One September day we took the kids on an excursion to Fenway Park. This is no ordinary outing to these boys: fully afflicted with baseball fever, there’s pretty much no place they’d rather be.
So the kids were delighted, having resigned themselves to the apparent reality that there would be no trip to Fenway this season–until they were informed yesterday of today’s agenda.
As fairly attentive fans of Major League ball, they were aware that this was the Red Sox last homestand as the season entered its final 2-week race to the finish. The Sox were in a bit of a tailspin that threatened what had seemed like a sure lock on postseason play. With the last-place Orioles in town for 4-game series, the kids hoped to see Boston finally brake the skid. But they don’t get too emotionally caught up in the losses, which is great–they just enjoy baseball and if their team wins the game, so much the better.
We took the train down from Portland, a 2-hour jaunt south on the old Boston & Maine route. At North Station we bustle downstairs to the T and make our way to Kenmore Square. The 3 block walk to Fenway Park from the Square is always dramatic–the famous Citgo sign looms above, and then quickly the kids get that first glimpse of the light towers and the Green Monster as we approach the bridge, and before you know it the grand old park is right in front of you.
We arrive when the gates open so the kids can hang out before the game and watch the players warm up, maybe get an autograph or two. Unfortunately there’s no batting practice today, but the kids head right down to the edge of the field to watch some of the guys play catch and limber up. With baseballs and Sharpies in hand, of course, just in case…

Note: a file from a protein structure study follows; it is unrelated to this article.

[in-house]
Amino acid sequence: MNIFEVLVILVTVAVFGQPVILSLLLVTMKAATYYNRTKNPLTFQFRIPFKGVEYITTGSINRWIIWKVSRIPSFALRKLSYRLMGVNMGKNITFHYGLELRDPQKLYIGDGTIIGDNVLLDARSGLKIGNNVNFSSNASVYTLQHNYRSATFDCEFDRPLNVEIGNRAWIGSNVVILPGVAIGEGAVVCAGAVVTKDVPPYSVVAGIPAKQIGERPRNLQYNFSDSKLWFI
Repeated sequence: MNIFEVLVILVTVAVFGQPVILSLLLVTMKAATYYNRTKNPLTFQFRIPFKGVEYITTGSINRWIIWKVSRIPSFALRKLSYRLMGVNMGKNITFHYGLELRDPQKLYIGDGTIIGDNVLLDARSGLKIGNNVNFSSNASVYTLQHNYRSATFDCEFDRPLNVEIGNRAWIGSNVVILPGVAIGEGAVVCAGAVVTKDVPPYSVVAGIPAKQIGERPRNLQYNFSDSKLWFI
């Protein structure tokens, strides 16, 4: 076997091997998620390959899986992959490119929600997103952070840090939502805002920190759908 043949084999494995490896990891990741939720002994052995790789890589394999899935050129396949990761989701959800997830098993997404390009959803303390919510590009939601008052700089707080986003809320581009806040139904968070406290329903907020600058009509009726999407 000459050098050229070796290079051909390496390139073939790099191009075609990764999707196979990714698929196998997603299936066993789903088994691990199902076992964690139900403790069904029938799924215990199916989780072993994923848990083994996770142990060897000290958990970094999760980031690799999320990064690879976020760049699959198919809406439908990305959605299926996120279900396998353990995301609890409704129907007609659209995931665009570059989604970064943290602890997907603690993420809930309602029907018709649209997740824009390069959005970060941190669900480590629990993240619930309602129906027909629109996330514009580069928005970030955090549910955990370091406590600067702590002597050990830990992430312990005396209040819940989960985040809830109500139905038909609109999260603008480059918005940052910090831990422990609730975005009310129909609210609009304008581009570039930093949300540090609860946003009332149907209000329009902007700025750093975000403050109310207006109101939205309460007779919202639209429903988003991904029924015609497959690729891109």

We sat in the grandstand directly behind the plate. Maybe 30 rows up from the edge of the field, but at Fenway that feels quite close. Both kids, but especially Ben, watch games pretty closely and are aware of what’s going on most of the time.
Something about the game of baseball really seems to captivate them–as it does me. I’d forgotten about it, turned my back on professional baseball after the strikes in the eighties and a growing distaste for how ugly the business side of professional sports can be. After going to 20+ games a year for several years as a kid, I stopped following any of it. That changed when Ben 3 years ago (at age 7) found an old shoebox filled with my baseball cards from 1979-1981, and started looking through then and asking about them. I ended up taking him to a minor league game in Portland, and the rest is history.
It was sunny, breezy, and about 62 degrees as the first pitch was thrown. Just a wonderful baseball day, but you’d better have a jacket if you’re sitting in the shade! The game was exciting, some good offense including a home run or two, plus some great pitching moments (and some fielding misadventures–“see, kids, even they mess up sometimes”). The Sox made a valiant comeback effort but lost, their pitchers having given up too many runs early.
Ben and I were most impressed with the intense crowd energy around Alfredo Aceves, the young Mexican who relieved the starter and pitched himself out of a couple jams with high-stakes strikeouts. When he had 2 strikes on the hitter, with 2 outs, runners on base, everyone was on their feet cheering for that 3rd strike–and when it came the place erupted.
Thankfully Fenway allows you to bring in food (I guess they figure the box office made enough just getting you through the gate!), and the kids are terrific about not clamoring for hot dogs, cotton candy, soda, or even clam chowder(!) which they’re hawking all around us during the game. We deliberately packed “yummy” snacks, although this can be a tricky business with kids.
With the trainride to Portland and the drive home (including the obligatory stop to pick up a free Flatbread Pizza in Portland, compliments of a botched order on the last visit), it was virtually 9:30 pm by the time we got the kids in bed. A bit late for our tastes with the kids, but should still provide for a decent night’s sleep.